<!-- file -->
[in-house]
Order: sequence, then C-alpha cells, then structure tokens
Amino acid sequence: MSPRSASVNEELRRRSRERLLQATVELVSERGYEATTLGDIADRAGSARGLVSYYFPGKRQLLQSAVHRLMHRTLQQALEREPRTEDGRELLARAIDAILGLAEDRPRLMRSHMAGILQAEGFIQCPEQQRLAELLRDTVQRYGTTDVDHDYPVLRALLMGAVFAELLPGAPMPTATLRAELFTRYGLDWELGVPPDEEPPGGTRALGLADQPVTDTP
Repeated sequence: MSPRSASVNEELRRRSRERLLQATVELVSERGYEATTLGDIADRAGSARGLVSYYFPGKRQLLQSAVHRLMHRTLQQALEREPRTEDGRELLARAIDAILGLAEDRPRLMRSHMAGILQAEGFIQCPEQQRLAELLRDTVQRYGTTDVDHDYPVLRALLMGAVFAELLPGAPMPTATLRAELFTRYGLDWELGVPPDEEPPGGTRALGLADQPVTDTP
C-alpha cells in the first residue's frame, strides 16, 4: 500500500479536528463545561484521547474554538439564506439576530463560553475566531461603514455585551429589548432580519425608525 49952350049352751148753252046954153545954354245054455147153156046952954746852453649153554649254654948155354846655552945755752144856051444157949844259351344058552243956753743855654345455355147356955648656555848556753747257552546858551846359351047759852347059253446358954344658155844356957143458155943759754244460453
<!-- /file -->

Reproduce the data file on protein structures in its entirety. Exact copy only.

[in-house]
Order: sequence, then C-alpha cells, then structure tokens
Amino acid sequence: MSPRSASVNEELRRRSRERLLQATVELVSERGYEATTLGDIADRAGSARGLVSYYFPGKRQLLQSAVHRLMHRTLQQALEREPRTEDGRELLARAIDAILGLAEDRPRLMRSHMAGILQAEGFIQCPEQQRLAELLRDTVQRYGTTDVDHDYPVLRALLMGAVFAELLPGAPMPTATLRAELFTRYGLDWELGVPPDEEPPGGTRALGLADQPVTDTP
Repeated sequence: MSPRSASVNEELRRRSRERLLQATVELVSERGYEATTLGDIADRAGSARGLVSYYFPGKRQLLQSAVHRLMHRTLQQALEREPRTEDGRELLARAIDAILGLAEDRPRLMRSHMAGILQAEGFIQCPEQQRLAELLRDTVQRYGTTDVDHDYPVLRALLMGAVFAELLPGAPMPTATLRAELFTRYGLDWELGVPPDEEPPGGTRALGLADQPVTDTP
C-alpha cells in the first residue's frame, strides 16, 4: 500500500479536528463545561484521547474554538439564506439576530463560553475566531461603514455585551429589548432580519425608525 49952350049352751148753252046954153545954354245054455147153156046952954746852453649153554649254654948155354846655552945755752144856051444157949844259351344058552243956753743855654345455355147356955648656555848556753747257552546858551846359351047759852347059253446358954344658155844356957143458155943759754244460453